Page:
Why analyse plankton?

A key aspect of the work undertaken by the CPR Survey is the analysis of plankton samples.

Ranging in size from one hundredth the width of a human hair to several metres in length, the term plankton encompasses a diverse, and often beautiful, world of thousands of different species. 

Plankton are sensitive to physical, chemical and biological changes in the environment and can act as the ‘canary in the coal mine’, rapidly responding to a range of environmental stressors. Each species will typically have a preferred set of conditions, thus the accurate identification and enumeration of planktonic taxa is of paramount importance in understanding the health of the oceans.

How do we analyse our samples?

Samples collected by the Continuous Plankton Recorder are analysed by an expert team of plankton analysts at the Survey, using a standard procedure that has remained unchanged since the 1950s. Crucially, this consistent methodology allows for the direct comparison of samples collected within and between decades and from different geographical regions. In addition to this routine analysis using traditional light microscopy, the Survey has experience of using flow cytometry and has developed molecular methods to help identify planktonic taxa. Since the 1950s, CPR Survey samples have been carefully stored in our International Sample Archive.

What plankton are analysed?

The CPR Survey analyses approximately 5500 plankton samples a year. Analysts identify and count both phytoplankton (plant) and zooplankton (animal) taxa, with almost 800 taxonomic entities routinely identified. CPR samples are also assessed for Phytoplankton Colour Index (PCI). With the aid of molecular techniques, planktonic bacteria and viruses, the smallest components of the marine environment, are also analysed.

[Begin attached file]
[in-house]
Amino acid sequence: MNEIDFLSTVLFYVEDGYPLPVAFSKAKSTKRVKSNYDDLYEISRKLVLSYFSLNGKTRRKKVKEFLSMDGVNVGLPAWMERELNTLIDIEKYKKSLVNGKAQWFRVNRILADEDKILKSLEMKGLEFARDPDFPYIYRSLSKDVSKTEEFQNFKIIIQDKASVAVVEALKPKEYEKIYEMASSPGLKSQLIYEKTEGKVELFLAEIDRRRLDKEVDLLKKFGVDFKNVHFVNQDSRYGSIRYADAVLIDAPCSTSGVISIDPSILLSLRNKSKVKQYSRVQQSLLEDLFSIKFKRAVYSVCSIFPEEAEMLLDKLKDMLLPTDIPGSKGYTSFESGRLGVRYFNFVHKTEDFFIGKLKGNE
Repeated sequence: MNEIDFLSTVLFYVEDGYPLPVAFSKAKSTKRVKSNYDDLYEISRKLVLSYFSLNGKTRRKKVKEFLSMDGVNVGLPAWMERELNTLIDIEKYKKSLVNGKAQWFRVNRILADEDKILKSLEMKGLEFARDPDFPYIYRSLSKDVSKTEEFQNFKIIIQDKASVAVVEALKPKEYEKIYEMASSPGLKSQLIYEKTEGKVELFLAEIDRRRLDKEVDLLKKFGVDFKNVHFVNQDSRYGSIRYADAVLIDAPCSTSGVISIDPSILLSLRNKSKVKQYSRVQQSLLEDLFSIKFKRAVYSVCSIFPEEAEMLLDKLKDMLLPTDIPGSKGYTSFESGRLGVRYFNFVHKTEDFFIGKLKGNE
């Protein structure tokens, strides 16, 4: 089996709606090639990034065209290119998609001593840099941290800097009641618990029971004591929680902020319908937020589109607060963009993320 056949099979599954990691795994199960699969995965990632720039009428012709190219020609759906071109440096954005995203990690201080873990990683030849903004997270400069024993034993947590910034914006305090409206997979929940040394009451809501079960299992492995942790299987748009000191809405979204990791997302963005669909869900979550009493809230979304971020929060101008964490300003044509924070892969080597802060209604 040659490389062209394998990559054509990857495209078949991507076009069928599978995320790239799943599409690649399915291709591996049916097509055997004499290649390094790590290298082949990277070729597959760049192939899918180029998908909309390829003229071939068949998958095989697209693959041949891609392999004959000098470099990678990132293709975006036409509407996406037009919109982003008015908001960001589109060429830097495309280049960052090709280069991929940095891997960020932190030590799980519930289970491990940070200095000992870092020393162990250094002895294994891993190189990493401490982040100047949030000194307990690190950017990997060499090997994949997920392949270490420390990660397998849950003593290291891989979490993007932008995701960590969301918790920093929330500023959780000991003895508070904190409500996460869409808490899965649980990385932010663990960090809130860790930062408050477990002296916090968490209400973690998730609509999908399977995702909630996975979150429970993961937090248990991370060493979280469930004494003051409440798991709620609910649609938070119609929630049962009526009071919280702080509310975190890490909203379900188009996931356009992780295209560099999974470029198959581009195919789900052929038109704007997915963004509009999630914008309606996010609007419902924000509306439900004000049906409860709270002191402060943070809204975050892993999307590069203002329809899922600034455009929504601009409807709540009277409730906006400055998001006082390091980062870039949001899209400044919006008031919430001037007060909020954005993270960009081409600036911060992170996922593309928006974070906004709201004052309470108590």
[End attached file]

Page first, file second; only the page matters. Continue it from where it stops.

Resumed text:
Where do the samples come from?

The Survey regularly analyses plankton samples from across the North Atlantic, North Pacific and Southern Ocean. The Survey has global expertise, having experience in the identification of plankton from other regions including: around the coast of South Africa, Gulf of Guinea, Indian Ocean, Baltic Sea, Mediterranean Sea and Caribbean Sea.

SAHFOS sample positions

Excellence

The CPR Survey is committed to delivering excellence. Throughout the entire analysis process, rigorous internal quality control and quality assurance procedures are adhered to. Analyst’s phytoplankton identification skills are regularly assessed by the NE Atlantic Marine Biological Analytical Quality Control Scheme (NMBAQC). In collaboration with NMBAQC, the CPR Survey is actively leading the ongoing development of an external quality control component for zooplankton.

Services the CPR Survey can offer

As well as analysis of CPR samples, the Survey is also able to offer diverse consultancy services using plankton analysis of samples collected using other methods.

Considered an International Centre of Excellence for planktonic taxa identification and with experience in plankton analysis from around the globe, the Survey regularly trains scientists from around the world in plankton identification skills and offers a series of training opportunities. 

 

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